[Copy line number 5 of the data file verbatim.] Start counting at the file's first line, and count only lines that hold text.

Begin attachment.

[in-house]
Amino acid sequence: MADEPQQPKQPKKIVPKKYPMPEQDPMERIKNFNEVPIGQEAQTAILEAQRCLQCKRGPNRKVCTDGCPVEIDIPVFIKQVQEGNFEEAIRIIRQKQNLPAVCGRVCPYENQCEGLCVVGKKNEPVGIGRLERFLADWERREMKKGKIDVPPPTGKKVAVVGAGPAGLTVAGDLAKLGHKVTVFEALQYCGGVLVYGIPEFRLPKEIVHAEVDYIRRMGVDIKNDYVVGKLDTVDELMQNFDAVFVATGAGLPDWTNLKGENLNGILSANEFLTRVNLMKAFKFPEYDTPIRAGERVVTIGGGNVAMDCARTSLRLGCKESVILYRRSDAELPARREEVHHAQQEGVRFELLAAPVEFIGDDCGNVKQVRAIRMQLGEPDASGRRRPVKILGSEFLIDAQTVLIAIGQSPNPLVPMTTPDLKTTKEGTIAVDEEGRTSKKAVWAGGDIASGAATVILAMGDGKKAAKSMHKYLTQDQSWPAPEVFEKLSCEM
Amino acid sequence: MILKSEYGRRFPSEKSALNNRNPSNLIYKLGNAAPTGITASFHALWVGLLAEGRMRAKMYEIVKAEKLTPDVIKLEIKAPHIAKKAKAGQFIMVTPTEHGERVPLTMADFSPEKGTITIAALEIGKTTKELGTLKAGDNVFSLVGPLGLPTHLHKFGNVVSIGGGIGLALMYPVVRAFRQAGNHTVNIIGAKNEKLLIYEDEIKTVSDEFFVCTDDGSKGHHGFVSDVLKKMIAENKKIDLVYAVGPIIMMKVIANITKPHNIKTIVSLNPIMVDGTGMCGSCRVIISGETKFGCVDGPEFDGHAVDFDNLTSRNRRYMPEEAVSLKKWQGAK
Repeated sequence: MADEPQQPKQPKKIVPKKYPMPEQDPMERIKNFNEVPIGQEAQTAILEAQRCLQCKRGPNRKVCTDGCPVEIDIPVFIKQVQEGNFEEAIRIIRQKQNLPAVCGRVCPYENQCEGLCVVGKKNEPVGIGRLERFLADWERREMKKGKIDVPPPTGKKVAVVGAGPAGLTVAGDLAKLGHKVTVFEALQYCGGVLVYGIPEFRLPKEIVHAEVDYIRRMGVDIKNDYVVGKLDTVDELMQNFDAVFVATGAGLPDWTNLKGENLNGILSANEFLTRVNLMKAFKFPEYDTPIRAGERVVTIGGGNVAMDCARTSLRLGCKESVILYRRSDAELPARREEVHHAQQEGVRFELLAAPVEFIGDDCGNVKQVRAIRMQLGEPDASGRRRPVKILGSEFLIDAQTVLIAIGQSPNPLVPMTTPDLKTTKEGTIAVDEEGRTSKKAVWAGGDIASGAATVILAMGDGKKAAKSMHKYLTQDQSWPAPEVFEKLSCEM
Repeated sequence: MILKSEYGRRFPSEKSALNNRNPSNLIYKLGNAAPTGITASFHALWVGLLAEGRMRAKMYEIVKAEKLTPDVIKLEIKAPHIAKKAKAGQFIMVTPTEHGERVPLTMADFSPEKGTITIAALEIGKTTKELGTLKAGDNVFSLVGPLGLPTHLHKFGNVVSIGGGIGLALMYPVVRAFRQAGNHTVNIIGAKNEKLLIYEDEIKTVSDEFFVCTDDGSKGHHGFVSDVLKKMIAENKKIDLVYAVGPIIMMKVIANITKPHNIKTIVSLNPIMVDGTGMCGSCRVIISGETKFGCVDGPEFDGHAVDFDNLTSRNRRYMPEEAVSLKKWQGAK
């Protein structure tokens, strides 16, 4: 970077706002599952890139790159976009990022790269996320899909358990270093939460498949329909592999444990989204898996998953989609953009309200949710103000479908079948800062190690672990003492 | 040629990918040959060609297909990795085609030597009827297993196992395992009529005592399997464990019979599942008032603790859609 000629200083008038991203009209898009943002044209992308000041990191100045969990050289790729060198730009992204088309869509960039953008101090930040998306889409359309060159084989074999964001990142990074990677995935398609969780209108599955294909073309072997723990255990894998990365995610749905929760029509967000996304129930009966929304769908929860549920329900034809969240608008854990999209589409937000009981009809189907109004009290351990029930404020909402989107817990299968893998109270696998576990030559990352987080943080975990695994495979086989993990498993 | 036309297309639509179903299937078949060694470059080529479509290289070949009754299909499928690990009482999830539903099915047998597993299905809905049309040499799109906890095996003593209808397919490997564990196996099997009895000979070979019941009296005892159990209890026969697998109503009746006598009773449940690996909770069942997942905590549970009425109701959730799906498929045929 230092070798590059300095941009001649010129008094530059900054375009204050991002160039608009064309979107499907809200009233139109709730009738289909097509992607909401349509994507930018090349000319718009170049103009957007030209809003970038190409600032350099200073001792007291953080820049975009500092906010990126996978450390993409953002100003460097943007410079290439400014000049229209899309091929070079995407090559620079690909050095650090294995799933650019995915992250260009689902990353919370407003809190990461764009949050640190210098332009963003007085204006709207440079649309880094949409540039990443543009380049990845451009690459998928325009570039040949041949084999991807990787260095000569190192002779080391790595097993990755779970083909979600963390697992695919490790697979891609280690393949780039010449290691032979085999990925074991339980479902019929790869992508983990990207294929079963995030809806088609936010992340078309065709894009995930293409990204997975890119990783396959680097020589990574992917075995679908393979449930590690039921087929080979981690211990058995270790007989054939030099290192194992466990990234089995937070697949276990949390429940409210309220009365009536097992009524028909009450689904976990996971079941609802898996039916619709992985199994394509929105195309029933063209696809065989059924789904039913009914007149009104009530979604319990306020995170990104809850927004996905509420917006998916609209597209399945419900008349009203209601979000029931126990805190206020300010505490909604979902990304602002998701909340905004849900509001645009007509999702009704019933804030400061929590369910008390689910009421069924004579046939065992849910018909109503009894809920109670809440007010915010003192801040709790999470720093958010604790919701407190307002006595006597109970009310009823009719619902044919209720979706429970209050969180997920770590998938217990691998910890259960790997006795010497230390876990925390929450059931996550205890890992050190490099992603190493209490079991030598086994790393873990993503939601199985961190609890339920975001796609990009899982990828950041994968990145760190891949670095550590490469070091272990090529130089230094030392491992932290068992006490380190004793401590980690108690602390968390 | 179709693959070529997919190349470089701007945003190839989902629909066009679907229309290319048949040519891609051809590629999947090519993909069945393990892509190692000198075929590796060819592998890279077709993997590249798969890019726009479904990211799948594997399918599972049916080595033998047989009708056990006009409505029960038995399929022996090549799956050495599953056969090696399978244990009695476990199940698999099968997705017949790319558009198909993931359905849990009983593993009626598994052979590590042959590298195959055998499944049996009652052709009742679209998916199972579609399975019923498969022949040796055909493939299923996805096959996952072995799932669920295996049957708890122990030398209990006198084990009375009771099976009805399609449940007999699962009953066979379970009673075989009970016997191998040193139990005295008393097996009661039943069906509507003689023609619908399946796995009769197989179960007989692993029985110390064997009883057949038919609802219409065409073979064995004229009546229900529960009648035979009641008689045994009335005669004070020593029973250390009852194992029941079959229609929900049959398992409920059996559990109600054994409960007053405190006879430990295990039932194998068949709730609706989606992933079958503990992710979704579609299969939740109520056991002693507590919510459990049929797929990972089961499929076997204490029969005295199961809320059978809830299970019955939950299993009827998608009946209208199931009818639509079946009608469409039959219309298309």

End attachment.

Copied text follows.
Repeated sequence: MILKSEYGRRFPSEKSALNNRNPSNLIYKLGNAAPTGITASFHALWVGLLAEGRMRAKMYEIVKAEKLTPDVIKLEIKAPHIAKKAKAGQFIMVTPTEHGERVPLTMADFSPEKGTITIAALEIGKTTKELGTLKAGDNVFSLVGPLGLPTHLHKFGNVVSIGGGIGLALMYPVVRAFRQAGNHTVNIIGAKNEKLLIYEDEIKTVSDEFFVCTDDGSKGHHGFVSDVLKKMIAENKKIDLVYAVGPIIMMKVIANITKPHNIKTIVSLNPIMVDGTGMCGSCRVIISGETKFGCVDGPEFDGHAVDFDNLTSRNRRYMPEEAVSLKKWQGAK